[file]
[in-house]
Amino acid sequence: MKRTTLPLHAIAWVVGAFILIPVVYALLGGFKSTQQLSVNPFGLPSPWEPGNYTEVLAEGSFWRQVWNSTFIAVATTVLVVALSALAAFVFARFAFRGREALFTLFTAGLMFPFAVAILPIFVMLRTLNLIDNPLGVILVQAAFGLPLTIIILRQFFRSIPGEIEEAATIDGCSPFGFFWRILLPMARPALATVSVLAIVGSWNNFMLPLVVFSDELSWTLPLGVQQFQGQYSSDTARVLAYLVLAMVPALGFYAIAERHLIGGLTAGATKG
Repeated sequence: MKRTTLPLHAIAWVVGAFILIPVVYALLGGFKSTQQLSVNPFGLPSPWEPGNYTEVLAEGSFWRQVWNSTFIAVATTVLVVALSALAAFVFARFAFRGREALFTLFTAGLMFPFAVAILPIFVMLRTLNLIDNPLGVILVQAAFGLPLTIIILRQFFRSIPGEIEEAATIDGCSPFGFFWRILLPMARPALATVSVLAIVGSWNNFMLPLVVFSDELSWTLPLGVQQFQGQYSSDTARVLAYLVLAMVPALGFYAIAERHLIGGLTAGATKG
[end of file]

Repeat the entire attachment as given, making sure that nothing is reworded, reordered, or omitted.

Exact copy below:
[in-house]
Amino acid sequence: MKRTTLPLHAIAWVVGAFILIPVVYALLGGFKSTQQLSVNPFGLPSPWEPGNYTEVLAEGSFWRQVWNSTFIAVATTVLVVALSALAAFVFARFAFRGREALFTLFTAGLMFPFAVAILPIFVMLRTLNLIDNPLGVILVQAAFGLPLTIIILRQFFRSIPGEIEEAATIDGCSPFGFFWRILLPMARPALATVSVLAIVGSWNNFMLPLVVFSDELSWTLPLGVQQFQGQYSSDTARVLAYLVLAMVPALGFYAIAERHLIGGLTAGATKG
Repeated sequence: MKRTTLPLHAIAWVVGAFILIPVVYALLGGFKSTQQLSVNPFGLPSPWEPGNYTEVLAEGSFWRQVWNSTFIAVATTVLVVALSALAAFVFARFAFRGREALFTLFTAGLMFPFAVAILPIFVMLRTLNLIDNPLGVILVQAAFGLPLTIIILRQFFRSIPGEIEEAATIDGCSPFGFFWRILLPMARPALATVSVLAIVGSWNNFMLPLVVFSDELSWTLPLGVQQFQGQYSSDTARVLAYLVLAMVPALGFYAIAERHLIGGLTAGATKG